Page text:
The Game Fair was a meeting place for all those interesting in the countryside.
Not just in fieldsports, but in all conservation activities intrinsic to the countryside. Away from PR departments, media spinners, membership targets, HQ directives; people from conservation NGOs, farming, birding, walking, shooting, hunting, fishing, and a multitude of outdoor interests swapped anecdotal stories, compared notes, and learnt from each other.
It was fertile ground for common ground.
Many of the most positive learning, as well as provocative, face-to-face conversations I’ve had have been at game or Countryfile fairs. The debate tent was a highlight – a world away from divisively aired material via remote faceless media platforms.
We require both evidence-informed science and local knowledge to enable conservation to work today.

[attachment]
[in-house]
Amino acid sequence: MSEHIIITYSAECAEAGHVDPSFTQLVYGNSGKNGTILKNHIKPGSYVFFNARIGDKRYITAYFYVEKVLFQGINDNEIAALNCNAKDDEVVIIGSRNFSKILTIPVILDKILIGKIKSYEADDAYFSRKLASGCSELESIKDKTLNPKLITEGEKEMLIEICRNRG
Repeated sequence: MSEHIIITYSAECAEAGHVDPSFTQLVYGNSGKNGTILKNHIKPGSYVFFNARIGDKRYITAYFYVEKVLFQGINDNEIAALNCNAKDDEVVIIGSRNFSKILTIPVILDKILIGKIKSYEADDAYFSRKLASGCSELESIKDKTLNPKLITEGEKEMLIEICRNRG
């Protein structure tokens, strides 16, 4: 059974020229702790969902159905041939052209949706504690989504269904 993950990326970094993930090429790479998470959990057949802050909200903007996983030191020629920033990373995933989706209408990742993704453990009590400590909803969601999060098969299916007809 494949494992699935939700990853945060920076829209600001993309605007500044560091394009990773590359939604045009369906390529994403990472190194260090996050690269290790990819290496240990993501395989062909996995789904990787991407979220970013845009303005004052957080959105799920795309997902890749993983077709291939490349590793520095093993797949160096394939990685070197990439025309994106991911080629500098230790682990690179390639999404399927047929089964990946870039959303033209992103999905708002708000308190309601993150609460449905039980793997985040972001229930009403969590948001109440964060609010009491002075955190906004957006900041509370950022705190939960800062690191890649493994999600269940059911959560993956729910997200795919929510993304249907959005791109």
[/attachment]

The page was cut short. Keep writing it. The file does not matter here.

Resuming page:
Science is vital in conservation in helping allocate funding and guide conservation practice at ‘grass roots’. Satellite tagging (whether cuckoos, hen harriers or woodcock) is one form of data – whereas sharing more citizen data from big garden birdwatch, farmland bird counts, gamebag censuses – can increase engagement and cross-fertilisation between those who may have different values but common purpose in conserving wildlife.
Both these two books are vital – blending scientific evidence from ‘What works in Conservation‘ with the human psychology of ‘Conflicts in Conservation‘ – to help gain traction with land managers of any hue to enhance biodiversity within our human-dominated environment.
If we don’t meet face-to-face so much now, can we at least learn to work together on the next State of Nature report?